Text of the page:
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Indiana lawmaker comes forward to accuse Hill of groping

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By BRIAN SLODYSKO,

Associated Press

INDIANAPOLIS (AP) -- An Indiana lawmaker at the center of groping allegations against Attorney General Curtis Hill came forward Friday to accuse him publicly of groping her twice during a party earlier this year, ratcheting up pressure on the embattled Republican to resign.

Democratic state Rep. Mara Candelaria Reardon published her own account of the March 15 incident, which occurred at an Indianapolis bar, in The (Northwest Indiana) Times newspaper.

She describes Hill’s behavior as “deviant” when she encountered him in the early morning hours after the legislative session ended for the year. She says he leaned toward her, put his hand on her back, slid it down and grabbed her buttocks. The Munster lawmaker says she told Hill to “back off,” but he approached her again later in the night, put his hand on her back and said: “That skin. That back.”

Hill has denied allegations that he groped Candelaria Reardon and three other legislative staffers, which were included in a confidential memo leaked to news organizations earlier this week. The Associated Press does not identify alleged victims of sexual misconduct or assault unless they come forward publicly.

“My name is Mara Candelaria Reardon. I am not anonymous. I am a wife, mother, business owner and a state representative. I am also a victim of sexual battery, perpetrated by Indiana Attorney General Curtis Hill,” she wrote in the piece. “I speak out now, to support the other victims of Attorney General Curtis Hill, who have not yet found their voice.”

Hill’s office says he has not been in this week and a spokeswoman for the attorney general has not responded to a request for comment.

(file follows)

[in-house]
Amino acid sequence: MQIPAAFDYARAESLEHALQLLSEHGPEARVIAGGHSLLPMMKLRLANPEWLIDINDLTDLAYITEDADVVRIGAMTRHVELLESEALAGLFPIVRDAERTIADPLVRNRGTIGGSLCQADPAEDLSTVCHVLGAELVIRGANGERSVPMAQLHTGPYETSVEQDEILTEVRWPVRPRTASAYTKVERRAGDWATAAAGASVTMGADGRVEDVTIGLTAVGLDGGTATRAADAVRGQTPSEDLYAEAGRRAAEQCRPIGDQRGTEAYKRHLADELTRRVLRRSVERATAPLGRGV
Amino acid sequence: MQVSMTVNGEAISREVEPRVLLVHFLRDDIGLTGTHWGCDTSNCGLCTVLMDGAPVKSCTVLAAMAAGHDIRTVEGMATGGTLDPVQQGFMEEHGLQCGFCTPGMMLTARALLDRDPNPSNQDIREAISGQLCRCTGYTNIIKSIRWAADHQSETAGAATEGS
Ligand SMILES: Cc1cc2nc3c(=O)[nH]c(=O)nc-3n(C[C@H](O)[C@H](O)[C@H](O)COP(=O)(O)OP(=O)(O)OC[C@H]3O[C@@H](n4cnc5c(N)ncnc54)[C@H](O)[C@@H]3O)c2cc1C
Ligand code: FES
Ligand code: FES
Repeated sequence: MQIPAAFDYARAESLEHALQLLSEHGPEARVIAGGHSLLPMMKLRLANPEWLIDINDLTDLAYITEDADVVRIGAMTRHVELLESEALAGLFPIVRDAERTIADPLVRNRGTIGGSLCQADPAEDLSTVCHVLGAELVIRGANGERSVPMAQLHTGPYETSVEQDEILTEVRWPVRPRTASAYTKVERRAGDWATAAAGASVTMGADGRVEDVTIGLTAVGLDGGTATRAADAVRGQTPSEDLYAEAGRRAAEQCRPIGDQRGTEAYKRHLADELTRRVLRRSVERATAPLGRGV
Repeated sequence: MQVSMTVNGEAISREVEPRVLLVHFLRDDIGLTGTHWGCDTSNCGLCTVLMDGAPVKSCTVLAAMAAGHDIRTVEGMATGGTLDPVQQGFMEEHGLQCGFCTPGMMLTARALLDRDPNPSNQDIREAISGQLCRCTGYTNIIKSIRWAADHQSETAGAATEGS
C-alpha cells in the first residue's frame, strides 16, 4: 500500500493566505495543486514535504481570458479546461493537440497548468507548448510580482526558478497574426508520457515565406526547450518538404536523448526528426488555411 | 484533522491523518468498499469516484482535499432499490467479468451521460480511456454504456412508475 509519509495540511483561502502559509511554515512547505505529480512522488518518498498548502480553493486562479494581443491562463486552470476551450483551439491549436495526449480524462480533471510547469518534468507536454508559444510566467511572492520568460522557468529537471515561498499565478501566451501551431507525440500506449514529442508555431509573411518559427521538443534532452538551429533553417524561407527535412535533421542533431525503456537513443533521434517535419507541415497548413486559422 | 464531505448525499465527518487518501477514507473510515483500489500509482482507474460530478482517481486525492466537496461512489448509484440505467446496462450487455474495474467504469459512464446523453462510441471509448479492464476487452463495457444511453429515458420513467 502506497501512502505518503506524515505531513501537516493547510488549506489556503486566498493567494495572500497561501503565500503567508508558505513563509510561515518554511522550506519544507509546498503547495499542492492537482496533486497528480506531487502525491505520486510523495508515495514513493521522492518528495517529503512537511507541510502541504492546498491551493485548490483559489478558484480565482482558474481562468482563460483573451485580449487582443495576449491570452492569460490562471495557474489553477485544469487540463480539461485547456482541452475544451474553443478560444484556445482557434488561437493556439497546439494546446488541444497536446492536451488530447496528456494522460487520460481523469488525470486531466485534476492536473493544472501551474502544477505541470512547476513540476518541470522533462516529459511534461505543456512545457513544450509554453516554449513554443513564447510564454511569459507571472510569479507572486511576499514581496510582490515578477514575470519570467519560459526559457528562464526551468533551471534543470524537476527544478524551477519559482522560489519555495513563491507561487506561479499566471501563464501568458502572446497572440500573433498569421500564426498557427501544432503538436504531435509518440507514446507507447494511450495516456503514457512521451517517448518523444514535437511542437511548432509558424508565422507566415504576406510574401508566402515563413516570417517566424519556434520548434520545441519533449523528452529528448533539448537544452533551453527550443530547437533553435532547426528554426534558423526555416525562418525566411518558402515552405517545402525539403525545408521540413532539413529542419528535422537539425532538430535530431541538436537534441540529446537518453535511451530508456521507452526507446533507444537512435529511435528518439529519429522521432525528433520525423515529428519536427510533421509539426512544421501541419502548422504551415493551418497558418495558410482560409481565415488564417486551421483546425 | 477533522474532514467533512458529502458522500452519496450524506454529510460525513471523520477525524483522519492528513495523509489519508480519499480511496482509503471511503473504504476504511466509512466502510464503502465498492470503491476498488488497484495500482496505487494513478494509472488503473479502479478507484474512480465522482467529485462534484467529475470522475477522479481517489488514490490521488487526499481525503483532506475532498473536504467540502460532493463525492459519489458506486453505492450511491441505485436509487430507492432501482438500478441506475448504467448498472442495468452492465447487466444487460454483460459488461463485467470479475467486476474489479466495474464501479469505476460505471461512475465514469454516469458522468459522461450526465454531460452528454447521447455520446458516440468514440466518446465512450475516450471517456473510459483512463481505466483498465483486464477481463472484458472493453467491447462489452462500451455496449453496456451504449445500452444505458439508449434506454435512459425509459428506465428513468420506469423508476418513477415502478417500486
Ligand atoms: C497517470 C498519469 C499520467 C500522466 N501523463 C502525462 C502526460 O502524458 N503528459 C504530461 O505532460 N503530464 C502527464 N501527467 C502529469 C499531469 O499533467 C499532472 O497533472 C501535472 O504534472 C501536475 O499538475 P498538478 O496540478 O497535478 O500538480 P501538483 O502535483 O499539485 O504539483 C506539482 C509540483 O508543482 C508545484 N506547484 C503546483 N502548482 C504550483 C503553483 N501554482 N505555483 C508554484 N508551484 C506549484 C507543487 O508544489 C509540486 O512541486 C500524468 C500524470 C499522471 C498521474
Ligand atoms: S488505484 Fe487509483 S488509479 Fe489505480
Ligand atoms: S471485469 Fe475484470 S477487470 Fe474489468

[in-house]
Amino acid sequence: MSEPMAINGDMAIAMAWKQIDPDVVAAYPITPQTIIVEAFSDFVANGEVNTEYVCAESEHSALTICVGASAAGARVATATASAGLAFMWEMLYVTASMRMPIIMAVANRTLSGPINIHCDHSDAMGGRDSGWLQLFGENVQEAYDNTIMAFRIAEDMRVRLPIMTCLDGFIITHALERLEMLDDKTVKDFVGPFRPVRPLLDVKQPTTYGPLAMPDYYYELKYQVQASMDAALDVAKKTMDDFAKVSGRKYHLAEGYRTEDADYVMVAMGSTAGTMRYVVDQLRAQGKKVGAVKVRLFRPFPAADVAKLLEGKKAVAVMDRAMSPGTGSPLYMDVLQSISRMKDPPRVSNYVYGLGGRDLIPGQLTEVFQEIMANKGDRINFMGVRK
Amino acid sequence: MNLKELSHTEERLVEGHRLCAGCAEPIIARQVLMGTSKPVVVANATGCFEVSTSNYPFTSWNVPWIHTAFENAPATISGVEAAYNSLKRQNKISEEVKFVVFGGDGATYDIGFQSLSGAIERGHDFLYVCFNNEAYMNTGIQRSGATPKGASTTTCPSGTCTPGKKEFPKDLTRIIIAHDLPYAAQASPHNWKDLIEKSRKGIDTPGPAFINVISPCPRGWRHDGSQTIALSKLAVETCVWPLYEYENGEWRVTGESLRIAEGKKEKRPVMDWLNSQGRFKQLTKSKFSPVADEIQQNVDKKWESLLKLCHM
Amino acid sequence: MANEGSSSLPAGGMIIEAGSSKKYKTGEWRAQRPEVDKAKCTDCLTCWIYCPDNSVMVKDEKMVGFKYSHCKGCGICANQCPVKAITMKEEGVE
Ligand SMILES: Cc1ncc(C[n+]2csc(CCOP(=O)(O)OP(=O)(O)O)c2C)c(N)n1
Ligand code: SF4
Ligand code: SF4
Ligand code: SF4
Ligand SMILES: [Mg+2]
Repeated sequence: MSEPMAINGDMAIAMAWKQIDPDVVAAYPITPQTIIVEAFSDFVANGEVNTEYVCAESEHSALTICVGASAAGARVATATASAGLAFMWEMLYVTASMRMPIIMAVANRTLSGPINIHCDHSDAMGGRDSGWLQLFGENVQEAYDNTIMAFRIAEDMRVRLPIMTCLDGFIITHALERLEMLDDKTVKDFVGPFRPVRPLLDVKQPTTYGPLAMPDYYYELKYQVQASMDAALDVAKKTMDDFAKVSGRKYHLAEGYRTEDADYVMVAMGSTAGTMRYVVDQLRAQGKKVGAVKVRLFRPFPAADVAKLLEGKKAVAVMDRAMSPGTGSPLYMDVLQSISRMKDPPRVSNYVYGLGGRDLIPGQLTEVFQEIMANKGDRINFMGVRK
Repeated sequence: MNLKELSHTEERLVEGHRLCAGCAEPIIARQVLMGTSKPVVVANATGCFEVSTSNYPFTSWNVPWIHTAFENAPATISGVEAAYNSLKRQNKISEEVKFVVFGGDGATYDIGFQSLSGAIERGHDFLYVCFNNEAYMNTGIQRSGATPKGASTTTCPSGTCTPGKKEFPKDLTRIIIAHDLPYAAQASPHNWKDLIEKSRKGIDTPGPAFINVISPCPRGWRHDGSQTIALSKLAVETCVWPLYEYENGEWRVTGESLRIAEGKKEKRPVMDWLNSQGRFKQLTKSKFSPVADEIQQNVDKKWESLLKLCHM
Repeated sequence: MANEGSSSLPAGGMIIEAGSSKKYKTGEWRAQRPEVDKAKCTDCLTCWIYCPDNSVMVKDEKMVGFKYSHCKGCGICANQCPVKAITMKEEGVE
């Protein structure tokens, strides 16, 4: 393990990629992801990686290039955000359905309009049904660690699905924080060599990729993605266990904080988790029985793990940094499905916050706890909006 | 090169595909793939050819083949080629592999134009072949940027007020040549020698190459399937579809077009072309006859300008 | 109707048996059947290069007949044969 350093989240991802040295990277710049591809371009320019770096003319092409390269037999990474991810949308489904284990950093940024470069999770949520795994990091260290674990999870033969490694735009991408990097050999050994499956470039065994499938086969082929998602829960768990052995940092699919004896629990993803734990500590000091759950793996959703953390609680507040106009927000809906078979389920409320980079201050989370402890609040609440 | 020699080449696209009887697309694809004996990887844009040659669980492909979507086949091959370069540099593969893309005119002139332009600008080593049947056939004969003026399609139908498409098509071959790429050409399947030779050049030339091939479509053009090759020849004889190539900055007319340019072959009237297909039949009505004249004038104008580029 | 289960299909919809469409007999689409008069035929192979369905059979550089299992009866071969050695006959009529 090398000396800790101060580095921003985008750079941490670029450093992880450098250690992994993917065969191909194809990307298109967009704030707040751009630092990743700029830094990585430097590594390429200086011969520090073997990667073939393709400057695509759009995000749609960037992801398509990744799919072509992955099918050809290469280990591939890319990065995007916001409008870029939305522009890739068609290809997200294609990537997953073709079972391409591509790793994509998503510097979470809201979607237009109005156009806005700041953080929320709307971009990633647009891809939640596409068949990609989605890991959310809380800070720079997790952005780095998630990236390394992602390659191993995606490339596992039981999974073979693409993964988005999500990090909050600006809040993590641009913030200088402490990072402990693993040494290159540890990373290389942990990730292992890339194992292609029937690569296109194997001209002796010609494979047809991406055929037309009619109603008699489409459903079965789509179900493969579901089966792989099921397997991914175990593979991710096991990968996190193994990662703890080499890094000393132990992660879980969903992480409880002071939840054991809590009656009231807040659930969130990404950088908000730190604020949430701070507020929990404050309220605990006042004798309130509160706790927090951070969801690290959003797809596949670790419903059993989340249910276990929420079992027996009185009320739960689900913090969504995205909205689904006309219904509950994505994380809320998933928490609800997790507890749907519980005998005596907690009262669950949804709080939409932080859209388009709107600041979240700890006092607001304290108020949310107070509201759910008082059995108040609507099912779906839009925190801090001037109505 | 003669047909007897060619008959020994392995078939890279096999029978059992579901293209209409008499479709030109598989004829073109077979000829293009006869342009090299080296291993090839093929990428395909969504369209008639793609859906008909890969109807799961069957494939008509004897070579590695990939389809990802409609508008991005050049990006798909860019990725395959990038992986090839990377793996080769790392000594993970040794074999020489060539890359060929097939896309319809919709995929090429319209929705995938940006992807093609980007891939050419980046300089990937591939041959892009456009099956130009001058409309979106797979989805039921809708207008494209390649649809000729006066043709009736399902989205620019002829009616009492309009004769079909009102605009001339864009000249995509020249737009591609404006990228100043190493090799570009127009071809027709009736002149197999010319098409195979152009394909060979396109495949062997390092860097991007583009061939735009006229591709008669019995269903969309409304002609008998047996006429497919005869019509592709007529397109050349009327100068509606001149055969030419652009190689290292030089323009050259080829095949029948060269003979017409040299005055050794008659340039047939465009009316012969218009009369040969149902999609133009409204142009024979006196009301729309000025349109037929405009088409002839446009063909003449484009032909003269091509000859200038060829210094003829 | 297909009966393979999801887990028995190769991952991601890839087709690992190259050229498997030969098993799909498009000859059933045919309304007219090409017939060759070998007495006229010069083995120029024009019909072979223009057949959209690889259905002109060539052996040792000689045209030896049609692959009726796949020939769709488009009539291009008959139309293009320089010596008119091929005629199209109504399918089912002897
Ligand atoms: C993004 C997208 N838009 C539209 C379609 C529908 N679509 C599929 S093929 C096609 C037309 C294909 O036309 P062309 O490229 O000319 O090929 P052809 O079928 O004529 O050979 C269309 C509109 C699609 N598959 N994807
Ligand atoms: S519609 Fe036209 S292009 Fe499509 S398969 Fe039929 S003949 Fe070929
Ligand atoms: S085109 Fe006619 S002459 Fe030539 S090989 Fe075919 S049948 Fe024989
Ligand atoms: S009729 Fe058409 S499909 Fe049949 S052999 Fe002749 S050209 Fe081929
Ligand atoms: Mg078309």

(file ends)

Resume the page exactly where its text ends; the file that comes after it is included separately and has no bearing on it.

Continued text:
Hill is a staunch social conservative who is married and has been viewed as a rising star in the Republican Party. The former Elkhart County prosecutor has visited the White House several times since President Donald Trump took office. In May, he warmed up the crowd at a rally Trump held in his hometown.

Candelaria Reardon’s account of the event is all but certain to put more pressure on Hill to step down.

On Thursday night, Indiana’s top GOP leaders joined Democrats who had earlier said Hill should step down.

“Four women had the courage to step forward to report sexual harassment by the Indiana attorney general,” Republican Gov. Eric Holcomb said in a statement Thursday night. “The findings of the recent legislative report are disturbing and, at a minimum, show a violation of the state’s zero tolerance sexual harassment policy.”

Two female Republican statewide officeholders -- Lt. Gov. Suzanne Crouch and Secretary of State Connie Lawson -- later also called on Hill to step down .

The call from high-level Republicans for Hill to resign comes after Democrats ratcheted up political pressure in an election year where female voters could make a big difference at the polls. Over the past week, Democrats have harshly criticized what they characterize as a lackluster Republican response to the allegations against Hill. A Statehouse rally calling for Hill’s resignation was being planned for Saturday.

The accusations against Hill were included in a confidential legislative memo that was leaked this week to news outlets, including The Associated Press. The document, which includes details from interviews with six women, offers a picture of a drunken Hill carousing during the party.

Democratic Rep. Ed DeLaney said that if Hill doesn’t resign, the Legislature should impeach him.

“I think there is an adequate basis and the law provides for that,” said DeLaney, a lawyer from Indianapolis. “I think he has no choice but to resign. But that doesn’t mean he will take that choice.”

Hill has a complicated relationship with fellow Indiana Republicans, particularly Holcomb, and this week found himself with few allies. In the past he vehemently criticized several policy initiatives Holcomb championed, including expanded needle exchanges to reduce the spread of infectious disease among drug users and a law legalizing the use of a cannabis-derived medicine that can reduce seizures but won’t get you high.

 

 

Posted 7/6/2018

 

 

 

 

 
 
 
 

 

 

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